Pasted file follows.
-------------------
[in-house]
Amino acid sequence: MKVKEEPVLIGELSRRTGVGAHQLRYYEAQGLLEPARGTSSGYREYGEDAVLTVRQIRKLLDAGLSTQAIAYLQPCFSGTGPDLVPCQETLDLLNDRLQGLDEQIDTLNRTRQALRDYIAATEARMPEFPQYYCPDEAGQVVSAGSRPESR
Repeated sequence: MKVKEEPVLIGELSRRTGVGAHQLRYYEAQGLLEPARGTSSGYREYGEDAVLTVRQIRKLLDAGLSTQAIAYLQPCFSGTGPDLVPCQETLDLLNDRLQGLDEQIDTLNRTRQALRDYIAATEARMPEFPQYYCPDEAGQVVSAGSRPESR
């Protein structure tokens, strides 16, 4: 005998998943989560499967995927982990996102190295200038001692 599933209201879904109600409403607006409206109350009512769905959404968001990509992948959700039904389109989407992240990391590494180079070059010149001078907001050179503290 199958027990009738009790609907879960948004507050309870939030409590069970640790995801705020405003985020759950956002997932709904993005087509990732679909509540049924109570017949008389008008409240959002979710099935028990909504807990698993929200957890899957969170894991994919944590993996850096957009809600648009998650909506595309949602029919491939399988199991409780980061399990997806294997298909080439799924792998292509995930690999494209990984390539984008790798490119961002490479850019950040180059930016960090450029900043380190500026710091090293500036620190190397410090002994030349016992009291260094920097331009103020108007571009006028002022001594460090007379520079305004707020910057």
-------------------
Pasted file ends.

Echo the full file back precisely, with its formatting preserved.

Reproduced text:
[in-house]
Amino acid sequence: MKVKEEPVLIGELSRRTGVGAHQLRYYEAQGLLEPARGTSSGYREYGEDAVLTVRQIRKLLDAGLSTQAIAYLQPCFSGTGPDLVPCQETLDLLNDRLQGLDEQIDTLNRTRQALRDYIAATEARMPEFPQYYCPDEAGQVVSAGSRPESR
Repeated sequence: MKVKEEPVLIGELSRRTGVGAHQLRYYEAQGLLEPARGTSSGYREYGEDAVLTVRQIRKLLDAGLSTQAIAYLQPCFSGTGPDLVPCQETLDLLNDRLQGLDEQIDTLNRTRQALRDYIAATEARMPEFPQYYCPDEAGQVVSAGSRPESR
């Protein structure tokens, strides 16, 4: 005998998943989560499967995927982990996102190295200038001692 599933209201879904109600409403607006409206109350009512769905959404968001990509992948959700039904389109989407992240990391590494180079070059010149001078907001050179503290 199958027990009738009790609907879960948004507050309870939030409590069970640790995801705020405003985020759950956002997932709904993005087509990732679909509540049924109570017949008389008008409240959002979710099935028990909504807990698993929200957890899957969170894991994919944590993996850096957009809600648009998650909506595309949602029919491939399988199991409780980061399990997806294997298909080439799924792998292509995930690999494209990984390539984008790798490119961002490479850019950040180059930016960090450029900043380190500026710091090293500036620190190397410090002994030349016992009291260094920097331009103020108007571009006028002022001594460090007379520079305004707020910057």